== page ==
🎤 Tonight, Democratic presidential candidate Robert F. Kennedy Jr. will take questions from a live audience at 9 p.m. EDT during a town hall at St. Anselm College in New Hampshire hosted by NewsNation, which partners with The Hill under the Nexstar umbrella. Information about how to watch is HERE.
RFK Jr.’s bid for the Democratic nomination is earning high praise — among Republicans. As The Hill’s Hanna Trudo reports, on the surface, anything that makes the nomination process harder for Biden is helpful to the GOP. The president now has a primary challenger with a following and could show up weaker next year as a result. But Kennedy’s appeal and utility to the other side is broader than just his critiques on the incumbent. He’s also amplifying policies Republicans want voters to be talking about, and many are happy to have the free publicity. Throughout his campaign messaging and on social media, Kennedy has promoted his version of a dystopian Democratic Party that has worked hard to quash alternative views on sensitive issues.
Some see his stances as a mixed bag of conspiracies — largely related to anti-vaccine rhetoric — and Trump-aligned conservatism, with a well-recognizable Democratic brand name to run on.
“He undermines the credibility of a lot of Democrats that have been almost universally in lockstep and lock arm on issues like vaccine mandates [and] Ukraine,” said John Thomas, a GOP strategist and veteran campaign operative. “He is useful because he adds legitimacy to the argument that many of the Republicans are making on those issues.”
Justices Thomas and Samuel Alito are each in their 70s, which means lawmakers are looking ahead to the 2024 election as a pivotal opportunity to shape the future of the Supreme Court with White House control and the partisan makeup of the Senate. As The Hill’s Alexander Bolton reports, a group of academic researchers predict the court may have a conservative tilt until 2065, fueling calls among liberals to look at reforms such as term limits and court expansion.
▪ The Hill: Here’s what 2024 GOP candidates have said so far about the Republican National Committee’s much talked-about hurdle to the debate stage in August, requiring that presidential primary candidates agree in writing to support the party’s eventual nominee.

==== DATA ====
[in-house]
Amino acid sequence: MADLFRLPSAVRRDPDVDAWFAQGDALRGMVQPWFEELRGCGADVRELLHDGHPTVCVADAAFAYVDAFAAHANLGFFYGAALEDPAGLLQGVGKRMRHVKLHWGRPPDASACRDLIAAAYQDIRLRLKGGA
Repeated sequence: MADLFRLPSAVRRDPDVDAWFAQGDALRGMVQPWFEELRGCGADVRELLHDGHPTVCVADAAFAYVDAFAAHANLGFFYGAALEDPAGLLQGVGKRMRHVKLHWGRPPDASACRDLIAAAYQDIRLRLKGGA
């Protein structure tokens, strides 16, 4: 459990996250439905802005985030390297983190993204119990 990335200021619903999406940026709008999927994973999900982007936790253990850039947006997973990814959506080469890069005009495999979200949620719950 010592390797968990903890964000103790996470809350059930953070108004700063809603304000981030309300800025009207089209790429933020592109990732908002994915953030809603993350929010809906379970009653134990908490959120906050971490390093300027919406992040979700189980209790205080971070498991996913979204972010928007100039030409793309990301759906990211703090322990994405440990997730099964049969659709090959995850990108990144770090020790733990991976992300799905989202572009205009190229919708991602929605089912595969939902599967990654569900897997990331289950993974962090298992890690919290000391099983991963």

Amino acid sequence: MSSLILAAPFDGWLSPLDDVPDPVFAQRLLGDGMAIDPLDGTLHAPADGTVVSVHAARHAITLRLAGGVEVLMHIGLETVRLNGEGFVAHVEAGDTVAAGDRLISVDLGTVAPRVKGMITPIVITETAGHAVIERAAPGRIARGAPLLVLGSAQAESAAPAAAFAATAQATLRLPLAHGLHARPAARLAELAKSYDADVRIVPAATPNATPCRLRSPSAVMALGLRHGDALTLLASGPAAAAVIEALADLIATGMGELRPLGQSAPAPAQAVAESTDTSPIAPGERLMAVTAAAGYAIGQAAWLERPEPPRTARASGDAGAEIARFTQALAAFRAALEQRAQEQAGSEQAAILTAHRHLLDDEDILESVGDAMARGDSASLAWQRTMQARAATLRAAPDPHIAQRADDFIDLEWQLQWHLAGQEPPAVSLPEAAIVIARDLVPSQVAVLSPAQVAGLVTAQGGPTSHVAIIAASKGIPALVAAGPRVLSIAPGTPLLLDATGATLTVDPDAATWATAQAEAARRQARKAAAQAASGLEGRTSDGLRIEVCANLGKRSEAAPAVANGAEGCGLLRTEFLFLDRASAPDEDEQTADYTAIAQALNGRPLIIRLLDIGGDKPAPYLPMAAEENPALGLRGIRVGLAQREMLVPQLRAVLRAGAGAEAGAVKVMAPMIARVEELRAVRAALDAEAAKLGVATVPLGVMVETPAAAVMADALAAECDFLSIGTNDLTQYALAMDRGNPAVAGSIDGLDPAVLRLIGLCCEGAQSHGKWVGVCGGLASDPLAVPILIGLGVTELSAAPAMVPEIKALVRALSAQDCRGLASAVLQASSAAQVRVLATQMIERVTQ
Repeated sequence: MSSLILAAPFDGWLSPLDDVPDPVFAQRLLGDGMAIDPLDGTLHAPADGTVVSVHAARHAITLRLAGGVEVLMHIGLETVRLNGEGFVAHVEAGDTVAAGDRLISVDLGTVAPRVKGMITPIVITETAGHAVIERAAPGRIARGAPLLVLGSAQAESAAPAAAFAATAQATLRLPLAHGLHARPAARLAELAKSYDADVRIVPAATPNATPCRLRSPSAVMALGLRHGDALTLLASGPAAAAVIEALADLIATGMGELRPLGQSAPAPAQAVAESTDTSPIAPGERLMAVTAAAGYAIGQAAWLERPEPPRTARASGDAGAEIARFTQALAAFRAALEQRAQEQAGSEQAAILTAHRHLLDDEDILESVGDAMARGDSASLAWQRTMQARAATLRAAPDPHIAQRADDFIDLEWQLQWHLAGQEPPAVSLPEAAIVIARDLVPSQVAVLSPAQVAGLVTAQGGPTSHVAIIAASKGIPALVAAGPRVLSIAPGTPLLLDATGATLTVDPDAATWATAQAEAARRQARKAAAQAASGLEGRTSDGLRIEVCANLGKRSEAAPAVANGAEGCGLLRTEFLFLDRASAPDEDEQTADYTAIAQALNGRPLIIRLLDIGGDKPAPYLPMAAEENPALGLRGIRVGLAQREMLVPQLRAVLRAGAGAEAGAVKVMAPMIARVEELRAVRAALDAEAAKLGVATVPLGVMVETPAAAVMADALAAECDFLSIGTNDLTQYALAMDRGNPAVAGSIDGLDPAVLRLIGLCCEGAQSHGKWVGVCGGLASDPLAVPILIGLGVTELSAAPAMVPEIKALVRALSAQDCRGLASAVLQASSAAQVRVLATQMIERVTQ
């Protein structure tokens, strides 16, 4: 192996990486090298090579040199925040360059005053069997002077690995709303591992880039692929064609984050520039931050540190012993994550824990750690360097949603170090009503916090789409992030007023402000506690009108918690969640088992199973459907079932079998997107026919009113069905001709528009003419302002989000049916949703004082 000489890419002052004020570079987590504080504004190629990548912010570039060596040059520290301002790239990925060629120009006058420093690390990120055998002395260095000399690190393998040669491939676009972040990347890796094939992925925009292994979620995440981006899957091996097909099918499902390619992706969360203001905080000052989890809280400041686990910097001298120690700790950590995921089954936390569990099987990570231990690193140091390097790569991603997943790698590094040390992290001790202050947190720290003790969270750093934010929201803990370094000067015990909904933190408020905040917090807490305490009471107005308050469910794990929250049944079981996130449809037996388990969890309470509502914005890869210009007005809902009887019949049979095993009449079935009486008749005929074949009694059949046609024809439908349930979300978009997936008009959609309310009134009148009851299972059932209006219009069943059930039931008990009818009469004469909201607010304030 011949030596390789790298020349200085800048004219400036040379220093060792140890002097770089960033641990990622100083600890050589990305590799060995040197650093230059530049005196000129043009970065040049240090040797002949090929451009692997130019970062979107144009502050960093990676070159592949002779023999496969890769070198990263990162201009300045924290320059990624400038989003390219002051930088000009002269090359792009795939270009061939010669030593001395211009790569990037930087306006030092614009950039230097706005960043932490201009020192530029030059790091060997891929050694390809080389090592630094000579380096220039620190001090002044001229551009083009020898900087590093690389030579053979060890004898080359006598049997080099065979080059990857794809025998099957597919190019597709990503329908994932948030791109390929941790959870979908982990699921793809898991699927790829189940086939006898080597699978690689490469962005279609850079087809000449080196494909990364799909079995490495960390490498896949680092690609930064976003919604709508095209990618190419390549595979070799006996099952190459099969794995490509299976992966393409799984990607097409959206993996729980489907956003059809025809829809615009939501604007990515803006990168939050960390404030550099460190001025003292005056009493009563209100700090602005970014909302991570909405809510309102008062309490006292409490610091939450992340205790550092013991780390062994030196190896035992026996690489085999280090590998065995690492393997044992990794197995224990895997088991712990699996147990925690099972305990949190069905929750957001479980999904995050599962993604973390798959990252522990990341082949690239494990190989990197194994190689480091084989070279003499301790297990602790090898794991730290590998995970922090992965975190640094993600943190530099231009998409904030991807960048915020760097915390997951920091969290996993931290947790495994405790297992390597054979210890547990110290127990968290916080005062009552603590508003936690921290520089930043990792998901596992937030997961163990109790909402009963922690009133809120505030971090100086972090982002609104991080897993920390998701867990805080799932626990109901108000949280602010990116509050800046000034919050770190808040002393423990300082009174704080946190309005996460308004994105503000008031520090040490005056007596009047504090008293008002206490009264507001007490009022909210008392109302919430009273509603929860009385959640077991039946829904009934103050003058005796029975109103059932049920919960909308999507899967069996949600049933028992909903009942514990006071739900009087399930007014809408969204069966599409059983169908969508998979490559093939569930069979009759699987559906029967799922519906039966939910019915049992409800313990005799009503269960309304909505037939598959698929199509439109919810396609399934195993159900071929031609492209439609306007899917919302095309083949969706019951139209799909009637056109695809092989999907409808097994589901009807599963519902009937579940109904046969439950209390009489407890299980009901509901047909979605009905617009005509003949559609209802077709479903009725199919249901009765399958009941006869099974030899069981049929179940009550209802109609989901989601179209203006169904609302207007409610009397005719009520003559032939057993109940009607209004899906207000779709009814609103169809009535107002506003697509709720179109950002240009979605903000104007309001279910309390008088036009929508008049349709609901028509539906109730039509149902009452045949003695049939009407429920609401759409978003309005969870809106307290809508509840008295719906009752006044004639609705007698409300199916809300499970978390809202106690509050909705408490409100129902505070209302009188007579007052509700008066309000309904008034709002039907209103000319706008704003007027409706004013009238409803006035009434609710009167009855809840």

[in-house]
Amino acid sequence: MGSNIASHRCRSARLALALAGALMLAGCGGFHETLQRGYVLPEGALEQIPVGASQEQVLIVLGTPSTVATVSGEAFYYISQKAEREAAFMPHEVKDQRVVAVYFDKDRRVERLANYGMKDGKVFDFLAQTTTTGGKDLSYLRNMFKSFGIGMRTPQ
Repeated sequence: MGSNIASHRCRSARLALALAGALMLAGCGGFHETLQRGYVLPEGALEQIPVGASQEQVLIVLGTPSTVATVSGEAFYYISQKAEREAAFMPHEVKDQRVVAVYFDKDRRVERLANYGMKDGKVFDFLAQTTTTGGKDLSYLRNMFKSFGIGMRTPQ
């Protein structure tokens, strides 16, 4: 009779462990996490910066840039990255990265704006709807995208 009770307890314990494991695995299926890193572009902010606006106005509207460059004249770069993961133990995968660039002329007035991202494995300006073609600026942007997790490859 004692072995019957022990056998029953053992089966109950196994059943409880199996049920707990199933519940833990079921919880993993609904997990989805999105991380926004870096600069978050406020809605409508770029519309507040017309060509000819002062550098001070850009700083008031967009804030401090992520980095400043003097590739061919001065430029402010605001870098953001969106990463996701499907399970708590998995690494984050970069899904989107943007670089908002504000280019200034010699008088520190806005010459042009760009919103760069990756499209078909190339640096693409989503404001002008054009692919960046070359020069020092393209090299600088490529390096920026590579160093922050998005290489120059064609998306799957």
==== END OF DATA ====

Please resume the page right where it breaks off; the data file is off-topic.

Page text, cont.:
▪ Politico: “Ego, pure delusion and fantasy”: How the 2024 GOP field got so big.
© The Associated Press / Rachel Leathe, Bozeman Daily Chronicle | Former Navy SEAL Tim Sheehy, pictured in Belgrade, Mont., in 2022, is challenging Montana Sen. Jon Tester (D), who is running for reelection.
Senate Republicans got their wish on Tuesday as businessman Tim Sheehy officially launched his bid to unseat Sen. Jon Tester (D-Mont.), The Hill’s Al Weaver reports, handing the GOP one of their top recruits as they attempt to sidestep a challenge from the right and try to take down the three-term senator who has proven to be tough to beat for the GOP. Sheehy rolled out his campaign Tuesday morning, playing up his past life as a Navy SEAL and his more recent one as a businessman, all-the-while arguing that Tester is out of touch back home. Republicans believe he is the complete package and their best shot to oust one of the foremost Democratic moderates.
“Incredible resume. Incredible bank account. And most importantly, he hasn’t run and lost before,” one national GOP operative said, laying out the pro-Sheehy case and taking a shot at Rep. Matt Rosendale (R-Mont.) in the process. “A blank canvas with a big checkbook is pretty enticing in this environment.”
Meanwhile, Florida Gov. Ron DeSantis (R) on Monday launched his official immigration and border security platform, titled “Stop the Invasion” — a term civil rights organizations associate with the Great Replacement Theory, writes The Hill’s Rafael Bernal. In the 2024 presidential race, Republican candidates are scrambling to outdo each other with statements and proposals ideologically aligned withTrump, whose once-fringe immigration proposals are now the backbone of the GOP’s immigration and border security platform.